This preview shows pages 1–2. Sign up to view the full content.
This preview has intentionally blurred sections. Sign up to view the full version.
View Full Document
Unformatted text preview: Lecture 15 18.01 Fall 2006 Lecture 15: Differentials and Antiderivatives Differentials New notation: dy = f ( x ) dx ( y = f ( x )) Both dy and f ( x ) dx are called differentials . You can think of dy = f ( x ) dx as a quotient of differentials. One way this is used is for linear approximations. Δ y dy Δ x ≈ dx Example 1. Approximate 65 1 / 3 Method 1 (review of linear approximation method) f ( x ) = x 1 / 3 1 f ( x ) = x 2 / 3 3 f ( x ) ≈ f ( a ) + f ( a )( x a ) 1 x 1 / 3 ≈ a 1 / 3 + 3 a 2 / 3 ( x a ) A good base point is a = 64, because 64 1 / 3 = 4. Let x = 65. 1 1 1 1 65 1 / 3 = 64 1 / 3 + 64 2 / 3 (65 64) = 4 + (1) = 4 + 48 ≈ 4 . 02 3 3 16 Similarly, 1 (64 . 1) 1 / 3 ≈ 4 + 480 Method 2 (review) 1 / 3 1 1 1 65 1 / 3 = (64 + 1) 1 / 3 = [64(1 + )] 1 / 3 = 64 1 / 3 [1 + ] 1 / 3 = 4 1 + 64 64 64 1 1 Next, use the approximation (1 + x ) r ≈ 1 + rx with r = 3 and x = 64 ....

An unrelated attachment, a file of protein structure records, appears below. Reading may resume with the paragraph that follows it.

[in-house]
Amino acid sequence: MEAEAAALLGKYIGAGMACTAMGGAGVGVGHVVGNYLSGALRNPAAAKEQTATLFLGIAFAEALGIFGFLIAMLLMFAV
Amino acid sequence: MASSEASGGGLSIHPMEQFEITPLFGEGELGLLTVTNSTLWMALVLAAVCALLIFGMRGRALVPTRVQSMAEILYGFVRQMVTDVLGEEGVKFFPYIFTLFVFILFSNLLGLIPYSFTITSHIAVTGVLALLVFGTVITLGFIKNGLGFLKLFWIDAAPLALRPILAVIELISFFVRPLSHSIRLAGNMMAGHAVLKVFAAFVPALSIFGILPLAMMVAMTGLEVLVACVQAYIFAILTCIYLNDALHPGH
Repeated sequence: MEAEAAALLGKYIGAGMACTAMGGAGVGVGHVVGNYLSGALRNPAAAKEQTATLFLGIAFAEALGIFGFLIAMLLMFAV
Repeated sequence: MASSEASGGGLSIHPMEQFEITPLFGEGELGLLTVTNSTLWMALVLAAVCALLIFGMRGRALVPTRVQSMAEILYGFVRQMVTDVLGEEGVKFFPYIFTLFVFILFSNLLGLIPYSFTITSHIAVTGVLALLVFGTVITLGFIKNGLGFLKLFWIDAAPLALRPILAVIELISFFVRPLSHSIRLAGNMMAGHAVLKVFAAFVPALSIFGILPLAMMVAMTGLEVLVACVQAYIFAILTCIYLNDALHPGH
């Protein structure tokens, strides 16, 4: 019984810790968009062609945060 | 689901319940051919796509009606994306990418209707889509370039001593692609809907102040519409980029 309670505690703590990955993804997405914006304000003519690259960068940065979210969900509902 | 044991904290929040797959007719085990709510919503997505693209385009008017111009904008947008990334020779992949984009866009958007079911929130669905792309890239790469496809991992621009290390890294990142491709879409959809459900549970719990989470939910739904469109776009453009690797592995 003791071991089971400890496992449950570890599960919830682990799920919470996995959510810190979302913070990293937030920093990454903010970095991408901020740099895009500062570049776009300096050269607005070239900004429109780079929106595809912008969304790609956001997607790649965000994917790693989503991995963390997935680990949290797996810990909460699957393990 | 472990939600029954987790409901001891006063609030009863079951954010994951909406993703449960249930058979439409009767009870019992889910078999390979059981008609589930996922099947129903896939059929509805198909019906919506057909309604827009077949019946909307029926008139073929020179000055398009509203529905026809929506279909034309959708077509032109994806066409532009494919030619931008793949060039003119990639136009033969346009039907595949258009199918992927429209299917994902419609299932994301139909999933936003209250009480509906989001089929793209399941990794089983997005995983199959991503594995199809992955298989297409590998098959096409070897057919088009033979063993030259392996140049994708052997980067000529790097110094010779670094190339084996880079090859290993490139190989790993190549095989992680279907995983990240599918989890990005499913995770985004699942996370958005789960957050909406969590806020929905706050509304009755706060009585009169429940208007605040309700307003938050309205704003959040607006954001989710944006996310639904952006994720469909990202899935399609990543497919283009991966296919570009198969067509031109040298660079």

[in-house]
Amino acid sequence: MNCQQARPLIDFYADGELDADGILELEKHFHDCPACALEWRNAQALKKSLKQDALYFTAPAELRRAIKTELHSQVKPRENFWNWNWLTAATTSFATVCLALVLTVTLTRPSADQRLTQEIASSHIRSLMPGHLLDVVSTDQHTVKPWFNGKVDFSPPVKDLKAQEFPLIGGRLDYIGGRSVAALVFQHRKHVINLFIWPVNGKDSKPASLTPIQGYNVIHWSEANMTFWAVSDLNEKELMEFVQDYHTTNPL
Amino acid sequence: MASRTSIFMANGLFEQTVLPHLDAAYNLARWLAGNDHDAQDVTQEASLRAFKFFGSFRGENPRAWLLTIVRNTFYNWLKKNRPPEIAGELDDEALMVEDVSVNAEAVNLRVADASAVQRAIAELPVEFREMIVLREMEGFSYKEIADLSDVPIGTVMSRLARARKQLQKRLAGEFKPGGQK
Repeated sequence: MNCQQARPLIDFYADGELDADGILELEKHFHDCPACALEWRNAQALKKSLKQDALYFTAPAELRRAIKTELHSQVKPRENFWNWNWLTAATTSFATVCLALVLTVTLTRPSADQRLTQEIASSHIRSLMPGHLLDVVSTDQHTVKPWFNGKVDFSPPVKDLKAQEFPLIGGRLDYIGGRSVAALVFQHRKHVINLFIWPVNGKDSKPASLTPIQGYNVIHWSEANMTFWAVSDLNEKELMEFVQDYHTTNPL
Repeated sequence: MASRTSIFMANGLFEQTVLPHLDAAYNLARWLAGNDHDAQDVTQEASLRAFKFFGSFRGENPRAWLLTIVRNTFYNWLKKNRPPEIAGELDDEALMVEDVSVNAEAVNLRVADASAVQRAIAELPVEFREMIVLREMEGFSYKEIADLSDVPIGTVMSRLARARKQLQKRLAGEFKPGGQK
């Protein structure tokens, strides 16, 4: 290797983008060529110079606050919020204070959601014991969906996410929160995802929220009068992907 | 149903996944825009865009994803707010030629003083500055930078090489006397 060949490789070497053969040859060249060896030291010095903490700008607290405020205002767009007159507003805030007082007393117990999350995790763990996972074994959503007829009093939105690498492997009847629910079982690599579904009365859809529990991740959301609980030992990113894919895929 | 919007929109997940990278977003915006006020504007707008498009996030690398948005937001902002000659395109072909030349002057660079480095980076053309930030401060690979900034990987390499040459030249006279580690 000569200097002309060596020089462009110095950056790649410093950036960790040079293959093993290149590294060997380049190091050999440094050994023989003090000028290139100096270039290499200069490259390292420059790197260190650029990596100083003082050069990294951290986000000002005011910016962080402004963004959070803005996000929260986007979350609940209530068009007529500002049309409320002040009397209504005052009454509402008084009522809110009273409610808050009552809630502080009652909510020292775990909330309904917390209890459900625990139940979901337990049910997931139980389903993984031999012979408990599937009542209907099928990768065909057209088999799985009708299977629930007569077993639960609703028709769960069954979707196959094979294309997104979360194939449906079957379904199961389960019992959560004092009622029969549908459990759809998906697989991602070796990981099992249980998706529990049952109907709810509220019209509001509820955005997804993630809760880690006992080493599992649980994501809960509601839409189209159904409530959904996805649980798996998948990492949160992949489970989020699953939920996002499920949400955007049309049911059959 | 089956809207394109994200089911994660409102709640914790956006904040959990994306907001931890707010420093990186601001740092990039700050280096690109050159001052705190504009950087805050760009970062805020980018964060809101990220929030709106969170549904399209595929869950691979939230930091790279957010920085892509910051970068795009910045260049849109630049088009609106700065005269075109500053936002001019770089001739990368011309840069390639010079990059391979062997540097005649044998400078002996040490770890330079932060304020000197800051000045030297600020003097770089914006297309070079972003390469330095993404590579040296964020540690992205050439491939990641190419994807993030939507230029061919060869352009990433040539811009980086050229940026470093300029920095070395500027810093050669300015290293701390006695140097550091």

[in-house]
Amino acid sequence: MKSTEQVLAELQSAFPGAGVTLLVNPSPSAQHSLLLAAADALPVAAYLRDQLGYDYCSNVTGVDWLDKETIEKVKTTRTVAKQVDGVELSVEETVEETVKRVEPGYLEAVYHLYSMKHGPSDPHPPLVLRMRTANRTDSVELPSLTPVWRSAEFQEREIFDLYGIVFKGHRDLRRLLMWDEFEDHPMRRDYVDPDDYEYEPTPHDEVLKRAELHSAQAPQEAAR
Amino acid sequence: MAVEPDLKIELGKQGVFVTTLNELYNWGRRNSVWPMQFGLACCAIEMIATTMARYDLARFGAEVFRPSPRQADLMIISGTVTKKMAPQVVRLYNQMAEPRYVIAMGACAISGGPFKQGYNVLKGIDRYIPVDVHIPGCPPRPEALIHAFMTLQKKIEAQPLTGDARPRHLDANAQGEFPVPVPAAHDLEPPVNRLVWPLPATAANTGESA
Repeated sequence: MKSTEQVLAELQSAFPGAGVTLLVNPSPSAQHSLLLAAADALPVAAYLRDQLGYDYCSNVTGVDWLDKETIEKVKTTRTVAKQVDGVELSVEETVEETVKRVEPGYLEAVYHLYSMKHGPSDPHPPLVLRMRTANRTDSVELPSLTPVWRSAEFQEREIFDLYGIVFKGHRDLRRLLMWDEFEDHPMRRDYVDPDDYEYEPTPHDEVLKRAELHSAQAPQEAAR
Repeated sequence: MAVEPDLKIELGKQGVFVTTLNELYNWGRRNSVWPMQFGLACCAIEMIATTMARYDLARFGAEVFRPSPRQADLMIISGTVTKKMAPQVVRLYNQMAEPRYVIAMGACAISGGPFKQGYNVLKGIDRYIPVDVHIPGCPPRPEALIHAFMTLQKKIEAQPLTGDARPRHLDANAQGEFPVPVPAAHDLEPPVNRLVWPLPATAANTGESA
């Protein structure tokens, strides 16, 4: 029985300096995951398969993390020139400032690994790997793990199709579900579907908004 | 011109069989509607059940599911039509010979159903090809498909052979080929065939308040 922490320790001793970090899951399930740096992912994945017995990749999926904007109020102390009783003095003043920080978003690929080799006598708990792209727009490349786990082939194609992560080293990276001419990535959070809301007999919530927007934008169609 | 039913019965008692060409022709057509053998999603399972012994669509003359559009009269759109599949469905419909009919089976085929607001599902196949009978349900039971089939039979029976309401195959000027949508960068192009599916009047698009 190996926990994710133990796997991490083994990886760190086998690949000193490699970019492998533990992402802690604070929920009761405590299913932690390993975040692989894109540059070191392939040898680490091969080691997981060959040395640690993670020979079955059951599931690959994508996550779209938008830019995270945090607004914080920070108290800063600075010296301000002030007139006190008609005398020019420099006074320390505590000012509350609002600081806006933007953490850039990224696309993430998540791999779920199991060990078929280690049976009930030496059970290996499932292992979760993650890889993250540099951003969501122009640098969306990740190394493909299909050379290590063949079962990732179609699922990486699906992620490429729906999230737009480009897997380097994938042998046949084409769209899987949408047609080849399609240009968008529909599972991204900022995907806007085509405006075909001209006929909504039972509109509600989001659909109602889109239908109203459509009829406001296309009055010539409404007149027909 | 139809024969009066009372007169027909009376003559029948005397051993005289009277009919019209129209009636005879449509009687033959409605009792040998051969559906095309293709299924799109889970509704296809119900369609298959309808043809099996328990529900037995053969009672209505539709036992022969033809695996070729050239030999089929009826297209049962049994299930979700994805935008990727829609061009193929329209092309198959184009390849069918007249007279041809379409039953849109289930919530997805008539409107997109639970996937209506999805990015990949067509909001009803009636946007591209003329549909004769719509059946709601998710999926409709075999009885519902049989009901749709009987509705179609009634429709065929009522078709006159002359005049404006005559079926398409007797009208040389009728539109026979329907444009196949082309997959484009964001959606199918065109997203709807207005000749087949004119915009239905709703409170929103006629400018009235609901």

View
Full
Document
This note was uploaded on 02/27/2009 for the course MATH 155b taught by Professor Staff during the Fall '08 term at Vanderbilt.
 Fall '08
 Staff
 Antiderivatives, Derivative

Click to edit the document details